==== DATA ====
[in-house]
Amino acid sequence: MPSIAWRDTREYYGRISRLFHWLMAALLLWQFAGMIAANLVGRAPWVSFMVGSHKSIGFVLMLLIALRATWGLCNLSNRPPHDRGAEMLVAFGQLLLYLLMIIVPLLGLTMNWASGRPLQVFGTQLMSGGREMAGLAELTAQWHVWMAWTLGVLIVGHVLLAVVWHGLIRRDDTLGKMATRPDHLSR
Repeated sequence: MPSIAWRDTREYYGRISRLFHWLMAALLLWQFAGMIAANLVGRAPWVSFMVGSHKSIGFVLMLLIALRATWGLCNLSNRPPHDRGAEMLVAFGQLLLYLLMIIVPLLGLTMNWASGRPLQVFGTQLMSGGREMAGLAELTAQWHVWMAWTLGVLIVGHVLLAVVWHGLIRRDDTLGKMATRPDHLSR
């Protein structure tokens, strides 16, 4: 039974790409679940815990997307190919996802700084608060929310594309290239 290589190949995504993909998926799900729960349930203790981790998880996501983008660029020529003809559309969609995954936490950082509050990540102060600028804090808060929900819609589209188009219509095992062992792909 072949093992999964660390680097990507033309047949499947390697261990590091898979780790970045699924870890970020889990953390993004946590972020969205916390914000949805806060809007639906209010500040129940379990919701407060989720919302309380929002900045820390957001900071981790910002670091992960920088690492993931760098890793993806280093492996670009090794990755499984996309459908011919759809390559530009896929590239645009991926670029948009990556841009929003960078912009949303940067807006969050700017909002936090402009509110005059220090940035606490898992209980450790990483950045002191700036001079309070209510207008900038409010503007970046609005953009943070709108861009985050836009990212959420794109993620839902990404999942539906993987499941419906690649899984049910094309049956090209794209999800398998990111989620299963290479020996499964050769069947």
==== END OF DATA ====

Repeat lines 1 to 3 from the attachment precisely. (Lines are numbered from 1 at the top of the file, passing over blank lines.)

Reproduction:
[in-house]
Amino acid sequence: MPSIAWRDTREYYGRISRLFHWLMAALLLWQFAGMIAANLVGRAPWVSFMVGSHKSIGFVLMLLIALRATWGLCNLSNRPPHDRGAEMLVAFGQLLLYLLMIIVPLLGLTMNWASGRPLQVFGTQLMSGGREMAGLAELTAQWHVWMAWTLGVLIVGHVLLAVVWHGLIRRDDTLGKMATRPDHLSR
Repeated sequence: MPSIAWRDTREYYGRISRLFHWLMAALLLWQFAGMIAANLVGRAPWVSFMVGSHKSIGFVLMLLIALRATWGLCNLSNRPPHDRGAEMLVAFGQLLLYLLMIIVPLLGLTMNWASGRPLQVFGTQLMSGGREMAGLAELTAQWHVWMAWTLGVLIVGHVLLAVVWHGLIRRDDTLGKMATRPDHLSR